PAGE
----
Motorola just debuted its AirTag Killer with Android-compatible tracking and a clever extra feature

Motorola just announced its Android-based device tracker, and I’m sure if you saw it too, you’d have the same thoughts as I did. It looks very familiar… Almost too familiar. Modeled precisely on Apple’s AirTag, the Moto Tag is a tiny tracking device that works within the Android OS, allowing you to effectively and accurately track your belongings. When I first saw the Moto Tag, I found myself feeling a familiar sense of smugness at the fact that an Android company copied Apple (they did with the removal of the headphone jack, with the camera notch)… but then I remembered that the inverse is also true. The WWDC event was pretty much Apple announcing Android-like features for the iPhone, and rebranding Artificial Intelligence to Apple Intelligence. The catch there was that Apple took its sweet time to implement these features, but also did a better job. If you extend that benefit of doubt the other way, it becomes a lot easier to appreciate the Moto Tag for what it brings to the table.

Designer: Motorola

Like the AirTag, the Moto Tag is a small, circular disc slightly larger than a quarter. It boasts a user-replaceable CR2032 battery that Motorola claims will last a full year on a single charge. While it lacks a built-in keyring loop (there’s a clever reason why it copies the AirTag so shamelessly), it integrates seamlessly with the revamped Google Find My Device network. This ensures easy pairing with countless Android smartphones, allowing users to locate and even make the Moto Tag play a sound for easier retrieval.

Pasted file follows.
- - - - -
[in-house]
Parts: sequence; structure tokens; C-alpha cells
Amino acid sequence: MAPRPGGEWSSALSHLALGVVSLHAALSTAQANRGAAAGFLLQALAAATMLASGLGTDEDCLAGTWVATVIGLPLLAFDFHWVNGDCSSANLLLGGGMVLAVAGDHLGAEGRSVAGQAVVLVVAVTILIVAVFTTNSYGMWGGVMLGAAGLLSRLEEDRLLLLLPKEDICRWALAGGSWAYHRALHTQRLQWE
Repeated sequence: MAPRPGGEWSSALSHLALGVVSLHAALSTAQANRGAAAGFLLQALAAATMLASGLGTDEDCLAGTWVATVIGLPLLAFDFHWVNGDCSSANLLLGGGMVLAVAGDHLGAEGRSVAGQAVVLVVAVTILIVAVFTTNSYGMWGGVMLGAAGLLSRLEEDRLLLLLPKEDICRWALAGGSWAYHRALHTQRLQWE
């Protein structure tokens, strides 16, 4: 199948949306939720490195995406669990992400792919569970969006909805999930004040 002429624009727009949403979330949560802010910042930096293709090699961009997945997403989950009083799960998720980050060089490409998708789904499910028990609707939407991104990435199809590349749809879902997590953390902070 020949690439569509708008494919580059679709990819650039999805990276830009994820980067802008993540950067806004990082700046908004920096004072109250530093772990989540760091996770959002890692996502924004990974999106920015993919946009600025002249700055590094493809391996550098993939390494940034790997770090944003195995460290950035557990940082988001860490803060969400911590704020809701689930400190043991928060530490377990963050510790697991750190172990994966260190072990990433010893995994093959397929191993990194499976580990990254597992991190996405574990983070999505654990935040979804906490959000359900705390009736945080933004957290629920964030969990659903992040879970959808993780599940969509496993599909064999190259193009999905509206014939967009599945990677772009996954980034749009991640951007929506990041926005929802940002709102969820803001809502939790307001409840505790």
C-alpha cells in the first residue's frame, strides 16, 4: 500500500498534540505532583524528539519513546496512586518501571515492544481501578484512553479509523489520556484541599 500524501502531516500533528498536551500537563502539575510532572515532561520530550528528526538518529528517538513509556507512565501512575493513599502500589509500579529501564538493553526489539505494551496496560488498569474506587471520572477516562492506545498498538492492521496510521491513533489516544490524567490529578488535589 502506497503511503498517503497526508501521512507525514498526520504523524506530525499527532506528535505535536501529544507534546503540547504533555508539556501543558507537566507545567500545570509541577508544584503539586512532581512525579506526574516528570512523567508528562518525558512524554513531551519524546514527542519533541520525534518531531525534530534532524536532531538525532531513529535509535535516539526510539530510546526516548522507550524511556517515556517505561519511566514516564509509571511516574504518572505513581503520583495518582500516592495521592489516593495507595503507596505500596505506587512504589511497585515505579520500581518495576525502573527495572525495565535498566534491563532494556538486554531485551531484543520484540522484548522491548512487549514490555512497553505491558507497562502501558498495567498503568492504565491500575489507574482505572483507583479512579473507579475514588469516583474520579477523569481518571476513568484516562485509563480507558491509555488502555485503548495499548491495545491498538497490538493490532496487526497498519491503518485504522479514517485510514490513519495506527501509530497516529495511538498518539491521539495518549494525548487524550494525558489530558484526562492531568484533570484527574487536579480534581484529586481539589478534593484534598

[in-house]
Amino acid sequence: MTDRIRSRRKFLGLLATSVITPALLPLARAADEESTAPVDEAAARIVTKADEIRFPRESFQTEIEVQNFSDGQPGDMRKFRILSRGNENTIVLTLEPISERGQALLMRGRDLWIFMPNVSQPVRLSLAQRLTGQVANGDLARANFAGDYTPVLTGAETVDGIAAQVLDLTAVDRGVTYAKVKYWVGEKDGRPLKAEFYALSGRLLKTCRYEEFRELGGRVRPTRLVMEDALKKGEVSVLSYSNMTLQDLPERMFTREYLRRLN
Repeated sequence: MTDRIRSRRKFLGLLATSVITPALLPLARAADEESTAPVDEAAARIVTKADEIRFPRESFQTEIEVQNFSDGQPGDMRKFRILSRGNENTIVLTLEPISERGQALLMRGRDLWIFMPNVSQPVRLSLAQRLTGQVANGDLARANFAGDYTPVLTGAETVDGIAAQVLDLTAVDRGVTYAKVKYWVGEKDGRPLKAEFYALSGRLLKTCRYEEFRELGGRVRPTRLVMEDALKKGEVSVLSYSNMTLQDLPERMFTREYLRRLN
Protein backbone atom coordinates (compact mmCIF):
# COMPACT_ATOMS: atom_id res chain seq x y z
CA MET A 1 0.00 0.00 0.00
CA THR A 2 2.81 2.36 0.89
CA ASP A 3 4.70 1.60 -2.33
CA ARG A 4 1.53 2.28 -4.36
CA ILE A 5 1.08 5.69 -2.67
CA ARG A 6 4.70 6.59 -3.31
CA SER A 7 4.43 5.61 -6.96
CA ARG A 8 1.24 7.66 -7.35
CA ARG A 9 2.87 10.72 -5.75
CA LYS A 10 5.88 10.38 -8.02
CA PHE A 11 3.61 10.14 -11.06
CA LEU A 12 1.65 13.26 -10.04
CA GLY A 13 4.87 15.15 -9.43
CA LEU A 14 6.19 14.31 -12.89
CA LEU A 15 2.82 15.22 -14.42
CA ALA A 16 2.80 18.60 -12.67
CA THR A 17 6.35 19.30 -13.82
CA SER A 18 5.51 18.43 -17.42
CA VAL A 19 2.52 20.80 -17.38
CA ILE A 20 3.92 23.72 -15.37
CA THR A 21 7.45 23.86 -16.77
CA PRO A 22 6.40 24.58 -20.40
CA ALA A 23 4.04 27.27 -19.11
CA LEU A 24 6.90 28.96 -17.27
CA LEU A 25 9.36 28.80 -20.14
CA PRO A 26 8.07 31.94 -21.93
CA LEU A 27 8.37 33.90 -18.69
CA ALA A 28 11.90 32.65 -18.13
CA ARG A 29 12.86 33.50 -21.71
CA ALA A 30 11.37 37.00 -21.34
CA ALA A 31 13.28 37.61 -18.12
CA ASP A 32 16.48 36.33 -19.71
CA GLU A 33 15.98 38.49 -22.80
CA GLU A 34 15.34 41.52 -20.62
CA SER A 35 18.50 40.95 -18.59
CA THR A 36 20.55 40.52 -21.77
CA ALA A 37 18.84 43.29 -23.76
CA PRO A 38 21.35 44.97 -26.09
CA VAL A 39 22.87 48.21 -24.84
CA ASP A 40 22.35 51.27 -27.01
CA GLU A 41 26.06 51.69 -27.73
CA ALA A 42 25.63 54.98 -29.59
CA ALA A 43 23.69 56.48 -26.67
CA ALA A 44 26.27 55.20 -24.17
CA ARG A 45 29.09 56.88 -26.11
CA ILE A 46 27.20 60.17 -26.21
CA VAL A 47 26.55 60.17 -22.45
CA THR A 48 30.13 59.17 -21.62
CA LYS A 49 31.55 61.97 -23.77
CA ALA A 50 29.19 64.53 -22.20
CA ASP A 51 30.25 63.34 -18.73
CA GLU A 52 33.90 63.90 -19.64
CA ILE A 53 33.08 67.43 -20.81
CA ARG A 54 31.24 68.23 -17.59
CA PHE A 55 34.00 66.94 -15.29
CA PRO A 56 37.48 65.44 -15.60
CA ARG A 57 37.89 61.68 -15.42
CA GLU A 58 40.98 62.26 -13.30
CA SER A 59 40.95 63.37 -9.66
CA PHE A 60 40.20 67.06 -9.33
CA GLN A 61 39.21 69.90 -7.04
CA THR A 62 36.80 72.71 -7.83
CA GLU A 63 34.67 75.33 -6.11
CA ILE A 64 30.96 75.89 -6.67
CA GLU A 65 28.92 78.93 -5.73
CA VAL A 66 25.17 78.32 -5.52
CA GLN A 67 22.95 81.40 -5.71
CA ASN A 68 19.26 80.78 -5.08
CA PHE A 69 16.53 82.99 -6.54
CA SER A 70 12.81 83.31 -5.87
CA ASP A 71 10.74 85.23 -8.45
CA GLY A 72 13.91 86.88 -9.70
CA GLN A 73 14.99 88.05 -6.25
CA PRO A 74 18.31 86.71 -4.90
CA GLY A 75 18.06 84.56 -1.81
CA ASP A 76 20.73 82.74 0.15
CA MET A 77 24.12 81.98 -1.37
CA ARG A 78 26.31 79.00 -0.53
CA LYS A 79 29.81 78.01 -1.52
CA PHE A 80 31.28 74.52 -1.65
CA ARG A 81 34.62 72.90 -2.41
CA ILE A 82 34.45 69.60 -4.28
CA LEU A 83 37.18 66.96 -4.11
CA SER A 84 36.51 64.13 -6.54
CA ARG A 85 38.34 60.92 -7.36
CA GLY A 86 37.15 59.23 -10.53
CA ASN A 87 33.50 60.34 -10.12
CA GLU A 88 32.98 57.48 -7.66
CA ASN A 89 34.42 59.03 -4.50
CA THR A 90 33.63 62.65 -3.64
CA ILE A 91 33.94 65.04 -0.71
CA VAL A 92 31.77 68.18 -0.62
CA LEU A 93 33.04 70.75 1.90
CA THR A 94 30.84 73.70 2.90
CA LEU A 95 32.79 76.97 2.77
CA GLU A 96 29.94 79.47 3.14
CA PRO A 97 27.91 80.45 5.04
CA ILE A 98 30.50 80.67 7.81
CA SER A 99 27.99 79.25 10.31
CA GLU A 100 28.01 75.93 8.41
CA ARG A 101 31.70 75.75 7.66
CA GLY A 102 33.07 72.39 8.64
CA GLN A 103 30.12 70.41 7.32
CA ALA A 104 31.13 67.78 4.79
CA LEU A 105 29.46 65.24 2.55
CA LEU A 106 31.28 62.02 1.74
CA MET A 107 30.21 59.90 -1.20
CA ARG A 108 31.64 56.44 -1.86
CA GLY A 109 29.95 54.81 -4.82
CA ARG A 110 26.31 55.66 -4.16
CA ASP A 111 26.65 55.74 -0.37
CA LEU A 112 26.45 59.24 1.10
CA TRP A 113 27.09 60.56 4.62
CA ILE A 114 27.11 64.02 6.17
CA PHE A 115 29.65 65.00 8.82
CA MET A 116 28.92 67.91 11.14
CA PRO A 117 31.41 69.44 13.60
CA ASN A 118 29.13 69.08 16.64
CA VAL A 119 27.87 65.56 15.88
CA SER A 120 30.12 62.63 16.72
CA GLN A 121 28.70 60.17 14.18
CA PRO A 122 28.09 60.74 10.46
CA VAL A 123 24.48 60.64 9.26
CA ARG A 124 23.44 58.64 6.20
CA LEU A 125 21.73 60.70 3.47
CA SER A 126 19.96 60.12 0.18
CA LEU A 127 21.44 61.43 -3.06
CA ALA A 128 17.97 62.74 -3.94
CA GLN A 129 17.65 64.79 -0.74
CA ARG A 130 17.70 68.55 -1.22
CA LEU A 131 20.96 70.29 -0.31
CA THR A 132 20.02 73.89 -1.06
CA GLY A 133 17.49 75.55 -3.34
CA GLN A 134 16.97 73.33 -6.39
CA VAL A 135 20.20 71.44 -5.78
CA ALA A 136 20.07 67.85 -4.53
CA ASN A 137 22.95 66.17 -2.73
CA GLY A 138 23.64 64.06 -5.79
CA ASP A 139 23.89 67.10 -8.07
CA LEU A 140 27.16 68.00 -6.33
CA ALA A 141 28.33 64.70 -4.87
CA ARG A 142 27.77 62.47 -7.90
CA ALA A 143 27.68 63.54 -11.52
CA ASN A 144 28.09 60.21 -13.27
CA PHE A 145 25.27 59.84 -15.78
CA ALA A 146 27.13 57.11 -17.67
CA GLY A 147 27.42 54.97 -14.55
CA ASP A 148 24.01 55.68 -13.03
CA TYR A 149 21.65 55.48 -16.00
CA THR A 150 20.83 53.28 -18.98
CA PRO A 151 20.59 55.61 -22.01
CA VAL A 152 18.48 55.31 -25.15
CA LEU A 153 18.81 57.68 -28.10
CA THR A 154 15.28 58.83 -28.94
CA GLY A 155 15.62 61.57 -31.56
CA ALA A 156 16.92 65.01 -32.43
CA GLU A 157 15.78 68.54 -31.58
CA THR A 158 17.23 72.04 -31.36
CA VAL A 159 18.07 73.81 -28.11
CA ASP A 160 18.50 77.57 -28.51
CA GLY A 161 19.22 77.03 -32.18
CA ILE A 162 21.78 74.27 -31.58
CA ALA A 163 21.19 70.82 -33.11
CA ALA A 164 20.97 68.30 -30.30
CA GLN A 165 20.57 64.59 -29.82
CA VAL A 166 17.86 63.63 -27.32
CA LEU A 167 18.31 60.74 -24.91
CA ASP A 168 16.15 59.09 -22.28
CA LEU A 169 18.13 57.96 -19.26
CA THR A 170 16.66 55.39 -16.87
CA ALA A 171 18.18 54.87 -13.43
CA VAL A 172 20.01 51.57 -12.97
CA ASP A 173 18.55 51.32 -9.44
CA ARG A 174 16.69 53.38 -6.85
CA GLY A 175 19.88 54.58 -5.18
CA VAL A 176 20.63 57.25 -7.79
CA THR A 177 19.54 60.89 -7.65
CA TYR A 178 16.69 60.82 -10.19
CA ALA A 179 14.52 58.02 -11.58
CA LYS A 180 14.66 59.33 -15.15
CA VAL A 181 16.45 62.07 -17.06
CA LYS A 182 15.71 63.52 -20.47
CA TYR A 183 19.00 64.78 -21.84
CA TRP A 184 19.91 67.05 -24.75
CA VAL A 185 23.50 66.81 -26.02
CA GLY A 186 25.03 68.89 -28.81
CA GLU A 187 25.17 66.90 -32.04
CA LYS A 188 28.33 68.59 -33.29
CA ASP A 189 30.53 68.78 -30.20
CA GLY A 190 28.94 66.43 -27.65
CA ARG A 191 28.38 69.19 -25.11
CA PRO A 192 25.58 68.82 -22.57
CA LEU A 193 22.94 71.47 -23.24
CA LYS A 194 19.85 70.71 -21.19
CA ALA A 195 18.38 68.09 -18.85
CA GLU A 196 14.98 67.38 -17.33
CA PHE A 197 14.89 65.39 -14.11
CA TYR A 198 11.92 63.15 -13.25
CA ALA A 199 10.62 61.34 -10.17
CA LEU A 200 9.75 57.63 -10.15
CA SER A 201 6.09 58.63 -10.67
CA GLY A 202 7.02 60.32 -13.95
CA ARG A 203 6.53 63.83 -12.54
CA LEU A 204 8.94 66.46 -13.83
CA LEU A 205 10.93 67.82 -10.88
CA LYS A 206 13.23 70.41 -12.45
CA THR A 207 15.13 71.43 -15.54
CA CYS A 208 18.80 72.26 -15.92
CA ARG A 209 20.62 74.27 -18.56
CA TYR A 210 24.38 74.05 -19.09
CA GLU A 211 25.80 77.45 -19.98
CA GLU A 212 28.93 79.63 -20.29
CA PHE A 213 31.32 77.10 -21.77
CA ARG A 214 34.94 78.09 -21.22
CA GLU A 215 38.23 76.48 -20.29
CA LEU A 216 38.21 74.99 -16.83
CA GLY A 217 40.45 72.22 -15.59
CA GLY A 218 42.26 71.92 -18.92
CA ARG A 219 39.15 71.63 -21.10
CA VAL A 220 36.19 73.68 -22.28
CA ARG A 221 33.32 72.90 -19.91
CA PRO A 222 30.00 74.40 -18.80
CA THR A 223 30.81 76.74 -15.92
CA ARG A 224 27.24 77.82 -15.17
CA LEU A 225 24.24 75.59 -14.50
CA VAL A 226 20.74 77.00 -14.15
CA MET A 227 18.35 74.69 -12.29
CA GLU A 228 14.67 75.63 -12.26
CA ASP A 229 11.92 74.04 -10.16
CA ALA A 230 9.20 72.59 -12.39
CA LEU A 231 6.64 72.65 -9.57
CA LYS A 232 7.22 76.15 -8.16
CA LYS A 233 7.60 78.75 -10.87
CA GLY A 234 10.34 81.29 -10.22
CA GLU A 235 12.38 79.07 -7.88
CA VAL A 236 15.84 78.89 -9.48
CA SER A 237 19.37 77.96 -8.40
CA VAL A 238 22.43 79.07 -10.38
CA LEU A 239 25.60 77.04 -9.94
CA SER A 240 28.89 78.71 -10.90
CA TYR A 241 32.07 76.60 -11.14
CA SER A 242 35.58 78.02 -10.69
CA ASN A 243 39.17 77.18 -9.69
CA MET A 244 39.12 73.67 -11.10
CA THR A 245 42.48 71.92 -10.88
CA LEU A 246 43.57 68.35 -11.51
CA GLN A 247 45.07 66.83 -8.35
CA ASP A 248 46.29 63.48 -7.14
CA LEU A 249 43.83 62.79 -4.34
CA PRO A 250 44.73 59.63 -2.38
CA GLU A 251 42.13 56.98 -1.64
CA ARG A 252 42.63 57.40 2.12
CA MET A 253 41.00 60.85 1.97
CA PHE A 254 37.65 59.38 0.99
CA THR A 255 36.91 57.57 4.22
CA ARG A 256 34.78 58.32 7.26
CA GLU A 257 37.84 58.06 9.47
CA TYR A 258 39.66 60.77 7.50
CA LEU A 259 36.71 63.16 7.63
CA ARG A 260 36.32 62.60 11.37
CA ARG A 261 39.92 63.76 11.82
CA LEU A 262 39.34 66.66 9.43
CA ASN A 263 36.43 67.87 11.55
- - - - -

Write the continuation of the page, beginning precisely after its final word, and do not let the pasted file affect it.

Looking towards the future, Motorola has equipped the Moto Tag with ultrawideband (UWB) technology. This paves the way for “precision tracking,” a feature that will provide detailed on-screen instructions for finding the tracker when you’re in close proximity. While similar to Apple’s Precision Finding with AirTags, this functionality currently awaits an update to Google’s Find My Device network.

However, the Moto Tag boasts a unique feature that sets it apart: a built-in button. This button, cleverly placed where the “M” of the Motorola logo sits, can be pressed to make your paired smartphone ring. This comes in handy in those moments when you’ve misplaced your phone but have the Moto Tag within reach.

The multi-functionality doesn’t stop there. The button can also be used to trigger the camera shutter or recording button on Motorola phones, or any Android phone for that matter, making capturing content on the go a breeze. Finally, the Moto Tag is IP67 rated for dust, water, and dirt resistance, ensuring it can withstand everyday bumps and spills without compromising its tracking abilities.

But before you bash Motorola for being unimaginative or blatantly copying a product’s shape and size, there truly IS a clever reason why Motorola probably chose to make their tracking device look almost exactly like their competitor. Apple’s AirTag already has a flourishing accessory ecosystem. From holders and hangers to carabiners and even stickers that let you attach your AirTag to the inner lining of suitcases and laptop bags, the AirTag has no shortage of accessories to accompany it… and by copying the AirTag’s form factor, Motorola’s ensured absolute compatibility of every one of these accessories with the Moto Tag too. It’s genius, to leverage your competitor’s success to boost your own product. Isn’t it?!